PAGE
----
She said that “while normally 60 percent of students seek financial aid, this year is much higher with around 90 percent asking for scholarships.”

In fact, she continued, “some of the students are still waiting to hear if they can attend because of financial constraints, which is normally not the case so close to the start of the session, but we are working hard with each individual student to try and make it happen.”

Her institution is also part of the Mizrachi emergency campaign to raise funds for scholarships. She was impressed that so many alumnae from the seminary opened CauseMatch pages in order to assist.

Avraham said that when it comes to Health Ministry rules, Machon Ma’ayan might have an advantage over other programs in keeping to the strict guidelines. “During the first wave in the spring, we stayed open with 18 students remaining in Israel.”

She said the students adapted to the new realities, moving from the dorm to apartments in small numbers, and at times attending classes on Zoom. “We feel really lucky that we have been through this already. We know how to get through it again, and we’re confident that we will put together the best [health] plan possible,” said the director.

Avraham added that “this pandemic has given us a lot of challenges, but also a lot of opportunities. For example, thanks to Zoom, we held ongoing classes during the summer and even held classes for some of the parents on the basics of kashrut for those girls who went home and wanted to start keeping kosher.”

In terms of the upcoming semester, she said “our school puts an emphasis on building personal relationships, and on how people can connect to each other and learn together. We hope to continue building relationships with the girls and their families through the use of technology, so the parents can see who the personalities are connecting with their daughters.”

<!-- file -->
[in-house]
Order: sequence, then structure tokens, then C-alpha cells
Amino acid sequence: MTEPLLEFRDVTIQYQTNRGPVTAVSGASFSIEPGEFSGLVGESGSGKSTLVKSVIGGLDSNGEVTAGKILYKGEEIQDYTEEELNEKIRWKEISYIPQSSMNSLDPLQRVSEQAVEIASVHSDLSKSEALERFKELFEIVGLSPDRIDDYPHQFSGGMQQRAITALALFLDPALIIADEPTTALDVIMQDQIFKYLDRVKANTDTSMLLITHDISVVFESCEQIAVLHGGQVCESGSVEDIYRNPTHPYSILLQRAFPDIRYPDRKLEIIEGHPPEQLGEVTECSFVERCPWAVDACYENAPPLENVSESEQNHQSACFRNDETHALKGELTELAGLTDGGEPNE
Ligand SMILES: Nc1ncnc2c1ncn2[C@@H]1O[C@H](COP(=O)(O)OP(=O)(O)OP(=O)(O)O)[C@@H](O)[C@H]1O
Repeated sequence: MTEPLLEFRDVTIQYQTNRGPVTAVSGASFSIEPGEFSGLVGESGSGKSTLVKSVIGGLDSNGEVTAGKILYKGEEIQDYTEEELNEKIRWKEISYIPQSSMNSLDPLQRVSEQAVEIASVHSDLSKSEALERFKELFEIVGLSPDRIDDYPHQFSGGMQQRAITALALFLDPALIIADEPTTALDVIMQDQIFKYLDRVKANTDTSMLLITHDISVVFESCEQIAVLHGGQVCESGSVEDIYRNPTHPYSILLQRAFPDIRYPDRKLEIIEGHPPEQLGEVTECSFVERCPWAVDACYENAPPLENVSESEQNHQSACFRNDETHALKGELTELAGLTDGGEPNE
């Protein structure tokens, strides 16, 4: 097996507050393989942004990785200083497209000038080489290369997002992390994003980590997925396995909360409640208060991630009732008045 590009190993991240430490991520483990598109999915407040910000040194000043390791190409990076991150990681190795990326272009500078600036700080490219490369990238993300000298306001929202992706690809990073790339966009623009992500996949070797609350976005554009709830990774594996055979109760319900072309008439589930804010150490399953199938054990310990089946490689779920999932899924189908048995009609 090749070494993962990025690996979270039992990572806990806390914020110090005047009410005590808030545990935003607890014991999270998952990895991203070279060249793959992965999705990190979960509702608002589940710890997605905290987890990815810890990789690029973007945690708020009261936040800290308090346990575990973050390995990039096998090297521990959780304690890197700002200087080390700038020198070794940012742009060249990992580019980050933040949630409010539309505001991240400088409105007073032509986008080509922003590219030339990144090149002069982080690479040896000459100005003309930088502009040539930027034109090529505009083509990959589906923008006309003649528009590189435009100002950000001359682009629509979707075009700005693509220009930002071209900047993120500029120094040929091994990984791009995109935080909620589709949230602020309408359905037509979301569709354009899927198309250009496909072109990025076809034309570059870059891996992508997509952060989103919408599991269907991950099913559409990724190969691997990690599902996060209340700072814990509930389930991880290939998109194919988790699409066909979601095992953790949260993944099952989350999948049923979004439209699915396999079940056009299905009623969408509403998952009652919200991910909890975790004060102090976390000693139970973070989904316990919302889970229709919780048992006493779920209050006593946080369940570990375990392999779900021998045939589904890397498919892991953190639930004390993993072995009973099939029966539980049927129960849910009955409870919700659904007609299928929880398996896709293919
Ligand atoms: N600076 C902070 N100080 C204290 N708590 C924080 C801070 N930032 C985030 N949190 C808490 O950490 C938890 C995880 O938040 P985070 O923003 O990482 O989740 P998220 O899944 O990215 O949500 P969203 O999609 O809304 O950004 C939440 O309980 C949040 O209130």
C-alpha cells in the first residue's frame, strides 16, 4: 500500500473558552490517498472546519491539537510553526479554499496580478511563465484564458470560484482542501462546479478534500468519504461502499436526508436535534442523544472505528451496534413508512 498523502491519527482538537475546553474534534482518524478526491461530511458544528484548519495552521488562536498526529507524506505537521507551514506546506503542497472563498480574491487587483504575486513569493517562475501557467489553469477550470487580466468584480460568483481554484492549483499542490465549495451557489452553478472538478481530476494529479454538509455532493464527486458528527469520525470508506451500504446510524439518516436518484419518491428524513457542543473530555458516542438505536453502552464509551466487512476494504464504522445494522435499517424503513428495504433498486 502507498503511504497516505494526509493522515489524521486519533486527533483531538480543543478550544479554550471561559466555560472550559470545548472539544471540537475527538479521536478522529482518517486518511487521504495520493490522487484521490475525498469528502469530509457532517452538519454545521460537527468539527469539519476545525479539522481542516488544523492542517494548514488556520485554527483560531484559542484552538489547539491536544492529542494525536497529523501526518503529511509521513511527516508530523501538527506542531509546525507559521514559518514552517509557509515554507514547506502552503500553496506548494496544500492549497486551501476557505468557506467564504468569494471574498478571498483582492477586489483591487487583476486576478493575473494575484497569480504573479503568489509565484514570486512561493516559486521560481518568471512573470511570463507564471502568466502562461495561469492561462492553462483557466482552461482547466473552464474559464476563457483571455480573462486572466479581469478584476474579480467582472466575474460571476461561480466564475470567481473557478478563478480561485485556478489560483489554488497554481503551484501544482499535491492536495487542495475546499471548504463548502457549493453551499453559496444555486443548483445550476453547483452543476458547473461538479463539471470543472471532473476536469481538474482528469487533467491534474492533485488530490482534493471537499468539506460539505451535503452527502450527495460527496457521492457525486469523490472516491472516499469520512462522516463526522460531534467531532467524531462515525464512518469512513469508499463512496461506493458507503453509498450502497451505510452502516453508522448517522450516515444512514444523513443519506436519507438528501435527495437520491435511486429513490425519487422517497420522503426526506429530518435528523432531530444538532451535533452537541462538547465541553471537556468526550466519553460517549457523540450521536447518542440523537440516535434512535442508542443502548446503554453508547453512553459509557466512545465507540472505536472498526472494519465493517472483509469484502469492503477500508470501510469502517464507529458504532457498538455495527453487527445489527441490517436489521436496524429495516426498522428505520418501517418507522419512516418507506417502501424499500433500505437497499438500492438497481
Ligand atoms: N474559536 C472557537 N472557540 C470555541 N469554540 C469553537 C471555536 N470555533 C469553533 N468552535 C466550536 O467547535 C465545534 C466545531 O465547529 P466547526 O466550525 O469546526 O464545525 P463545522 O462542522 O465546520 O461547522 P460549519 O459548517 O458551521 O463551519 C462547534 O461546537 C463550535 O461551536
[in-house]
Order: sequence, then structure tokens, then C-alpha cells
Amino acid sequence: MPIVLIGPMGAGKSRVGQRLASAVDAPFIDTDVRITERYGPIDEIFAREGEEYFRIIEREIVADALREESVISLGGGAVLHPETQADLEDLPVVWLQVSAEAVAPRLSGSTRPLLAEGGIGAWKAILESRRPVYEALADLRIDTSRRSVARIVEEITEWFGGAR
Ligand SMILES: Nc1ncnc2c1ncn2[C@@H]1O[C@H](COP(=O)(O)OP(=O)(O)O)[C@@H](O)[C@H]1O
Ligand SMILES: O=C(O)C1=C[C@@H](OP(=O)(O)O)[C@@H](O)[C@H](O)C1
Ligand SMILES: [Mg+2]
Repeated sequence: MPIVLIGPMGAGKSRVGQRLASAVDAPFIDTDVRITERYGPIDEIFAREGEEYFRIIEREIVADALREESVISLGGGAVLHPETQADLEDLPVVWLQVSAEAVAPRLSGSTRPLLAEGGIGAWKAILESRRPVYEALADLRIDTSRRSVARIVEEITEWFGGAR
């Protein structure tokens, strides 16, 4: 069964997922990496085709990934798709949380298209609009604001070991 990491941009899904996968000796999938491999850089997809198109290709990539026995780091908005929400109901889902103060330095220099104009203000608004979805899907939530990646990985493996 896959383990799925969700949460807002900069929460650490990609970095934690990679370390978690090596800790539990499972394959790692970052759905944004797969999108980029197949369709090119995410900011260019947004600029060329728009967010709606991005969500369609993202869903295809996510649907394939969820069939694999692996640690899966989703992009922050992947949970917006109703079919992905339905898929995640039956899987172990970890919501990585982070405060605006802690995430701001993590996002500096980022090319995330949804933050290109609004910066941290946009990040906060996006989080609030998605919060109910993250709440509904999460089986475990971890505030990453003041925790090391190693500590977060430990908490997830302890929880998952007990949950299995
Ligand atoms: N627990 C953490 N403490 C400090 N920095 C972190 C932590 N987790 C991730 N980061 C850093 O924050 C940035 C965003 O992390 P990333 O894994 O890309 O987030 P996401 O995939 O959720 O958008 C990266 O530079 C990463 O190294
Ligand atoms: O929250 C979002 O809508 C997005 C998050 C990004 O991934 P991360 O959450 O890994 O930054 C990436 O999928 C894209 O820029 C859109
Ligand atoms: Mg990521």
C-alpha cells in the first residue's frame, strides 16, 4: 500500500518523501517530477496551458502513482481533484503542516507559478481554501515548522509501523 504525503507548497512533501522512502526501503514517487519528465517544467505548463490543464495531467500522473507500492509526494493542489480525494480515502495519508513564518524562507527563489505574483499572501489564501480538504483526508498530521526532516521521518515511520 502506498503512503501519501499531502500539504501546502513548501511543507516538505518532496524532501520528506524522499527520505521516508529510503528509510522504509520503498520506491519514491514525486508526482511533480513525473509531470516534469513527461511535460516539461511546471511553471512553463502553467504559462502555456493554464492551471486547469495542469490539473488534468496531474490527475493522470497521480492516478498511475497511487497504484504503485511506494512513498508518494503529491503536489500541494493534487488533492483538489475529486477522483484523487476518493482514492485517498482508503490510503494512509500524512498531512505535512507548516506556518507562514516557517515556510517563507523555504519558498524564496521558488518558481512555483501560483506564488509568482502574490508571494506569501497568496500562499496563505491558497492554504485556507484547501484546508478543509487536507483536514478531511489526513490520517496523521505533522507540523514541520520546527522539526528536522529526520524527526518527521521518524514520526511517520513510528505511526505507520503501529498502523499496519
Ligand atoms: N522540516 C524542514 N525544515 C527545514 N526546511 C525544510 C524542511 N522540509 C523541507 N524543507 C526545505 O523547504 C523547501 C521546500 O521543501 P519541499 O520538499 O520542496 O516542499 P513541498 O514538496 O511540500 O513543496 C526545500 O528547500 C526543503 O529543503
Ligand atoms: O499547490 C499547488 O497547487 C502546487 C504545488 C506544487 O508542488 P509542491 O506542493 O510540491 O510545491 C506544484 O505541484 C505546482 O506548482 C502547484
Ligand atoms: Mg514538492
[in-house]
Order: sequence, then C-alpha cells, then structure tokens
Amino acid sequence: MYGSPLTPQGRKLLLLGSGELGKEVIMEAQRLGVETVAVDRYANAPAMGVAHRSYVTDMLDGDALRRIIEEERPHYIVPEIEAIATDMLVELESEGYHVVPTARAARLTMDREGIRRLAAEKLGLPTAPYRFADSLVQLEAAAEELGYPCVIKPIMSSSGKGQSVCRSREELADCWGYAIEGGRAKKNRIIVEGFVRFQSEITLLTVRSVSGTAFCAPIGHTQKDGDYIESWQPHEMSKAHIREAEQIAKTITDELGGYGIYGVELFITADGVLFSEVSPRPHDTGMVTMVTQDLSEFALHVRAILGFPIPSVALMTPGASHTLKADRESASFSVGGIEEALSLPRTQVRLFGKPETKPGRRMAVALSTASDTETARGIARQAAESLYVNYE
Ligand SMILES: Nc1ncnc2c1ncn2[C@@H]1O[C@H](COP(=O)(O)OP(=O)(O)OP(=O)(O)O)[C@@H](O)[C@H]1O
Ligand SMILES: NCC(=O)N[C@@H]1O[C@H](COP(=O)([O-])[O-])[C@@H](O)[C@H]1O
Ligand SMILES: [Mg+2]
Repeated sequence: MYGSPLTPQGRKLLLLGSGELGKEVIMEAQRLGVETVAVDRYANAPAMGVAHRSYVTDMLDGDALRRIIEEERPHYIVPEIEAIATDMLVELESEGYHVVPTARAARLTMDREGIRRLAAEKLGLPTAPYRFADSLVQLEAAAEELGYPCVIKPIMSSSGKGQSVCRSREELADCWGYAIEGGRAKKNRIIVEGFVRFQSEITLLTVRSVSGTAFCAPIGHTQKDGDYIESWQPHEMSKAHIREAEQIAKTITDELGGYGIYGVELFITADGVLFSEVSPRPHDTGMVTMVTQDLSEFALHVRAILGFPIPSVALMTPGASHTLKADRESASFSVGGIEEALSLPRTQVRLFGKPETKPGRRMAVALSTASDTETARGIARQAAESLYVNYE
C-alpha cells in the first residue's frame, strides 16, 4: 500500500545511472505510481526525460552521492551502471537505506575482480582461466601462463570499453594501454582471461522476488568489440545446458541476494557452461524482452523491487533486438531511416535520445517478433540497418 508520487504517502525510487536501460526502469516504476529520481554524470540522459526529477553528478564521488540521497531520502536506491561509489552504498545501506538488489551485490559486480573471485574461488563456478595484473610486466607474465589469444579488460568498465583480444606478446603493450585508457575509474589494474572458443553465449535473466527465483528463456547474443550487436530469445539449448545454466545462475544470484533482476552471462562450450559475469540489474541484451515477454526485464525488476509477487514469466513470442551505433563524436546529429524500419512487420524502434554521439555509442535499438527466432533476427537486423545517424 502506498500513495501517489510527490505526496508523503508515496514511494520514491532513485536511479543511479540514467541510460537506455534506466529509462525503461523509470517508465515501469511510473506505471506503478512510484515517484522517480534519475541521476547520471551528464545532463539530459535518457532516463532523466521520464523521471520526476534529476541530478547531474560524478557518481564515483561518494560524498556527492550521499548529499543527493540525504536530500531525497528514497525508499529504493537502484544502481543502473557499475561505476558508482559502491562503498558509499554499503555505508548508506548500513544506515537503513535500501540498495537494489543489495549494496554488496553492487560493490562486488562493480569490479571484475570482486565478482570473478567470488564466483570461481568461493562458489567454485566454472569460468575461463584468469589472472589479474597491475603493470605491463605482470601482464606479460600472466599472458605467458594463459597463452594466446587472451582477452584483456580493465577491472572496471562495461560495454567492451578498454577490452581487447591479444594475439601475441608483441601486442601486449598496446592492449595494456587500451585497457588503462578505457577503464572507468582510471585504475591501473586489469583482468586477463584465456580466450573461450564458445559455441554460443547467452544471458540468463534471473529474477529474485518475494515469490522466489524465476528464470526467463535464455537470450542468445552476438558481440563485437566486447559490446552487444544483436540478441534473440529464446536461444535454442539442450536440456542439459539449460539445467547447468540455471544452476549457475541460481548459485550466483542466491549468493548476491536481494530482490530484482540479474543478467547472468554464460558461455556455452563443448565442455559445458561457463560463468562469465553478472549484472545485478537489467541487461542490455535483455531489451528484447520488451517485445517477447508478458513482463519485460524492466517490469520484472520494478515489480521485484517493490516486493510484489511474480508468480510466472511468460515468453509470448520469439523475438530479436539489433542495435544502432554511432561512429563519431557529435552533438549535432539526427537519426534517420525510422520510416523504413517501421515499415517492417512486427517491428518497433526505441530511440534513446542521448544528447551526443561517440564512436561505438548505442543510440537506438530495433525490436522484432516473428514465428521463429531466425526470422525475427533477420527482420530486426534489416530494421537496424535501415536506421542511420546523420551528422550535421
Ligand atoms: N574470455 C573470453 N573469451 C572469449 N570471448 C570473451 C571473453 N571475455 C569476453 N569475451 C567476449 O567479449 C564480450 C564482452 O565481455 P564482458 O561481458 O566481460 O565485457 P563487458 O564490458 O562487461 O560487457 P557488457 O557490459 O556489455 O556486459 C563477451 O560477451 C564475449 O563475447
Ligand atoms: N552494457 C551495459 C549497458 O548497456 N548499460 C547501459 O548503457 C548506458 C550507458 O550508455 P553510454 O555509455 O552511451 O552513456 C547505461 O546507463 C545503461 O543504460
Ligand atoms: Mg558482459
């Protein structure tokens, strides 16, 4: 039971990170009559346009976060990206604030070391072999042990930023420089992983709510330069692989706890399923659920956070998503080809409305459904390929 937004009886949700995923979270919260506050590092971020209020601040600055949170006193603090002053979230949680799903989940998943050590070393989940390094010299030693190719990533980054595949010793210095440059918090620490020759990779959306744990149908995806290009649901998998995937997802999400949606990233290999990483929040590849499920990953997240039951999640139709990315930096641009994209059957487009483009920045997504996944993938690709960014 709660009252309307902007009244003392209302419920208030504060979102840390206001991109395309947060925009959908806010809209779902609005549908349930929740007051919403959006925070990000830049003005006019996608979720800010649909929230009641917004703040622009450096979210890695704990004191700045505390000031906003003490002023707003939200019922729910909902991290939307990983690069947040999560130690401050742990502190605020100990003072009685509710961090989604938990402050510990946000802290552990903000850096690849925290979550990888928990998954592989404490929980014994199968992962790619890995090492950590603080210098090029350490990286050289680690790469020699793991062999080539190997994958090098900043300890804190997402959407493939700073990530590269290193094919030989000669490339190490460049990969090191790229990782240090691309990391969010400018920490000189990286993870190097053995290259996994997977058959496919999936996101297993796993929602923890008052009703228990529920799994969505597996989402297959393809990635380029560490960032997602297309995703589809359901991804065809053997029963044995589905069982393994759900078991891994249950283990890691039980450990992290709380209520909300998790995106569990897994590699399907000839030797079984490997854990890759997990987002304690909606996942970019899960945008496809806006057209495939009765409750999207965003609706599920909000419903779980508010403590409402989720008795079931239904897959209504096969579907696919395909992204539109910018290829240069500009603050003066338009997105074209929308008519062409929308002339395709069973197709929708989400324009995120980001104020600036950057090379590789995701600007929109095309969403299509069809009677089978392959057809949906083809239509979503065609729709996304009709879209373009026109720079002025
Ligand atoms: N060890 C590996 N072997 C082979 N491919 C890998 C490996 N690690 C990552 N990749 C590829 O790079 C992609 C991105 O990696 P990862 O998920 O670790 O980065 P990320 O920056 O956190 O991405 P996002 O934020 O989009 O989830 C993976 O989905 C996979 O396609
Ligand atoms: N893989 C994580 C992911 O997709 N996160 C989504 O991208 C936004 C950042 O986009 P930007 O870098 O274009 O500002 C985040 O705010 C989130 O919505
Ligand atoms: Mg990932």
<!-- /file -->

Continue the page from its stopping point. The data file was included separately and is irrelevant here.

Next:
‘So many requests for visas’

Rabbi Kasriel Shemtov, executive director of the Mayanot Institute of Jewish Studies in Jerusalem, told JNS that his institution offers three tracks of learning for both young men and women. There is a program for post-college students who want to learn in a yeshivah setting, along with two post-high school gap year programs, one for students from modern orthodox homes, and another for public-school students with limited backgrounds.

While normally around 200 men and women arrive on campus each fall, this year he believes the post-college program and public-school gap program will see a decrease in 50 percent of participants, while the program for Modern Orthodox students will remain the same.

Shemtov told JNS that his staff is busy at work preparing the school to maintain Health Ministry compliance. “The students will arrive in Israel on three specific flights, and we will pick them up by bus from the airport and bring them to one of our six apartments, where they will serve out their quarantine.”

“During that time,” he said, “we will already have a Zoom area set up so they can begin their studies.”

Shemtov feels that the biggest challenge his students will encounter will take place even before they set foot on campus.

“The government just overturned their decision allowing so many yeshivahs to open. There are going to be so many requests for visas. I don’t know if the consulates [abroad] have the manpower to process all the requests on time, especially with all the paperwork involved. That’s the big fear.”

Nevertheless, he remains optimistic. “Obviously, the confusion and spike in the virus in Israel present a challenge. We are confident our students will accept that challenge and adhere to the health rules, and we will get through this.”

On an equally optimistic note, he said, “every descent in this world leads to ascent. Once this is behind us, I am confident that there will be an influx of students learning here and at our new campus currently under construction at the entrance to the city. I’m optimistic that in 2021, Israel will return to what it was before—and so much more.”